LFCHD Harm Reduction Program marks 5 years

LFCHD harm reduction program marks 5 years
Published: Aug. 26, 2020 at 12:08 PM EDT
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LEXINGTON, Ky. (WKYT) - It has been five years since the Lexington-Fayette County Health Department launched its first needle exchange program.

In honor of that milestone, the department is hosting a virtual celebration on its Facebook page Wednesday.

“Our number one goal is to support drug users’ health,” said John Moses.

Moses serves as the team leader for the health department’s Harm Reduction Program, which he helped build from the ground up.

“On that first day, we were ready for hundreds, but we had nine people show up and were a little disappointed, but then we were like, ‘oh my gosh, 9 people showed up to a quasi-government agency to say,‘ ‘I’m using drugs and I need clean needles,‘” said Moses.

In addition to needle exchange, the program now offers testing for hepatitis C and HIV, free naloxone kits to reverse the effects of an overdose, and on-site counseling to connect people to rehabilitation and treatment facilities.

Moses says getting to this point, wasn’t easy.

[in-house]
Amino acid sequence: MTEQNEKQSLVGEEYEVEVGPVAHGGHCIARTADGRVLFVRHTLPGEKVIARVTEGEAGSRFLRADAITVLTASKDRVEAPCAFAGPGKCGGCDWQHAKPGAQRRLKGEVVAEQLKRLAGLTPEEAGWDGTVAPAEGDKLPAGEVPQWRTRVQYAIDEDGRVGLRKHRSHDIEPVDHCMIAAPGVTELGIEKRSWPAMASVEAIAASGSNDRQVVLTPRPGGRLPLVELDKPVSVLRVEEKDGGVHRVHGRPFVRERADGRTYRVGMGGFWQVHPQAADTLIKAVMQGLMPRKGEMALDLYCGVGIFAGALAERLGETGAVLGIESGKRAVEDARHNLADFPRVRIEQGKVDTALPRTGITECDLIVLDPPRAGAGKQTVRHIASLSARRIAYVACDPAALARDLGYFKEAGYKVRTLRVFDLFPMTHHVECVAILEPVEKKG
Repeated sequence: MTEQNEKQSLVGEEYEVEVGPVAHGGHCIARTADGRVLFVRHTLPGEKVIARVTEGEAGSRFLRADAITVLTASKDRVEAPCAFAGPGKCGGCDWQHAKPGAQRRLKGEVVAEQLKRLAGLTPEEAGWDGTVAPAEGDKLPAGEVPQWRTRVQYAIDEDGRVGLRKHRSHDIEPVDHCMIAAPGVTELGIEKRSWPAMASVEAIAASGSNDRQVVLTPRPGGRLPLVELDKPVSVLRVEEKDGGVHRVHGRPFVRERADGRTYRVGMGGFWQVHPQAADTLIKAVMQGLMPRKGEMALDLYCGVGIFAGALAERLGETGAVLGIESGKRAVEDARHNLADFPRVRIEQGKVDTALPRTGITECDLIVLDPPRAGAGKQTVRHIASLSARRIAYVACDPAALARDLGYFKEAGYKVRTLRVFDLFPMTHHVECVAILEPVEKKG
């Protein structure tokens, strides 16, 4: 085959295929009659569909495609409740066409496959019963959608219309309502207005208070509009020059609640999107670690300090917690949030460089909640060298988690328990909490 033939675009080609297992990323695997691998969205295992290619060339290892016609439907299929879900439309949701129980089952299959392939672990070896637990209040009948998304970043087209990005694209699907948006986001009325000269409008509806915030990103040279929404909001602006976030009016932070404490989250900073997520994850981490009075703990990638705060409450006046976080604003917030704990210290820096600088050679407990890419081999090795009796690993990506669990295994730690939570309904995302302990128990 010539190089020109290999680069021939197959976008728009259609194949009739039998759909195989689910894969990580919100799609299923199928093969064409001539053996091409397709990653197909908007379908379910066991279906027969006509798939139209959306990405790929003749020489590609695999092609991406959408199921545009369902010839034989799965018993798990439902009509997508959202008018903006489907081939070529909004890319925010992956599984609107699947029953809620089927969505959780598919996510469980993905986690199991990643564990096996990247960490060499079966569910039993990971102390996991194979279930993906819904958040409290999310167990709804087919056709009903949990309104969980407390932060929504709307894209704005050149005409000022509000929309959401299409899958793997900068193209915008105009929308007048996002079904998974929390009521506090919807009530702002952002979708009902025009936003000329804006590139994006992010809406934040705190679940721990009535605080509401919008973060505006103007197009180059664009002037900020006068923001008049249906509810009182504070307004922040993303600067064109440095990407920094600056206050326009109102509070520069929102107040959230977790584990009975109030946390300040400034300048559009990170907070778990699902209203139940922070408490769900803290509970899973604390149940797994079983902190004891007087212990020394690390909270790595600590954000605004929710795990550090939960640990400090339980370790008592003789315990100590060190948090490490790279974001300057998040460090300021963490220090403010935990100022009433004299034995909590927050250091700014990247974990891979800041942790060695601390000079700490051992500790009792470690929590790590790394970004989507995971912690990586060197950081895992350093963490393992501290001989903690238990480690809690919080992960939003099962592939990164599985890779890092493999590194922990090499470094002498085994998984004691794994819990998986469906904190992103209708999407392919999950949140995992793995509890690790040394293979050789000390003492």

“We had a lot of push back when we first started, both internally and in the community,” said Moses. “People thought we were enabling drug use but data shows that’s not the case. Having a syringe exchange stops the spread of diseases, but it doesn’t lead to any increase in drug use. So, once we crossed that barrier we were able to really get everyone on board and get the community on board as well.”

Sadly, the program is still needed, perhaps now more than ever. Studies show substance abuse is on the rise because of the pandemic.

“Our numbers have jumped dramatically over the last 5 months,” Moses said. “Substance use disorder is only amplified during a time like this with so many people in isolation. We also know of people who have started again who had been in recovery, along with people using more because of the stress of the pandemic.”

Moses attributes the program’s success to the way they treat those that come to them for help.

“Our staff and our participants know that they are going to be treated with dignity,” Moses said. “They know that we are not here to judge them, we’re only here to help get them on a better path.”

The department has collected more than 1.5-million needles since the program first launched back in 2015.

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